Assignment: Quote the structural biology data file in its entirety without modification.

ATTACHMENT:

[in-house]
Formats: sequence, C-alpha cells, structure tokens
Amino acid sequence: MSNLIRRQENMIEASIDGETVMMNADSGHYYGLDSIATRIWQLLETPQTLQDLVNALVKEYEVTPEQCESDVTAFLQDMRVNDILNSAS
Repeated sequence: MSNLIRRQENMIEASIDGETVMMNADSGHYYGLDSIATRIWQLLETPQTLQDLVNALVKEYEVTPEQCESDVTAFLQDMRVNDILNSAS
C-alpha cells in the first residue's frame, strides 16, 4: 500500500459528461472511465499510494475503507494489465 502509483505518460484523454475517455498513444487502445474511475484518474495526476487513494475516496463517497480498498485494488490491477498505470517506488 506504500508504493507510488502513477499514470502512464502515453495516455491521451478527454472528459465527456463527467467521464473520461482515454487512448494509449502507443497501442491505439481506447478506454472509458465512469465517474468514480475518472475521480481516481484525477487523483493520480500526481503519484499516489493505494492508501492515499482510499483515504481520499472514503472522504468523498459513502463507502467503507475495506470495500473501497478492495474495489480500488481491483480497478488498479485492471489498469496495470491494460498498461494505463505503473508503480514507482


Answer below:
[in-house]
Formats: sequence, C-alpha cells, structure tokens
Amino acid sequence: MSNLIRRQENMIEASIDGETVMMNADSGHYYGLDSIATRIWQLLETPQTLQDLVNALVKEYEVTPEQCESDVTAFLQDMRVNDILNSAS
Repeated sequence: MSNLIRRQENMIEASIDGETVMMNADSGHYYGLDSIATRIWQLLETPQTLQDLVNALVKEYEVTPEQCESDVTAFLQDMRVNDILNSAS
C-alpha cells in the first residue's frame, strides 16, 4: 500500500459528461472511465499510494475503507494489465 502509483505518460484523454475517455498513444487502445474511475484518474495526476487513494475516496463517497480498498485494488490491477498505470517506488 506504500508504493507510488502513477499514470502512464502515453495516455491521451478527454472528459465527456463527467467521464473520461482515454487512448494509449502507443497501442491505439481506447478506454472509458465512469465517474468514480475518472475521480481516481484525477487523483493520480500526481503519484499516489493505494492508501492515499482510499483515504481520499472514503472522504468523498459513502463507502467503507475495506470495500473501497478492495474495489480500488481491483480497478488498479485492471489498469496495470491494460498498461494505463505503473508503480514507482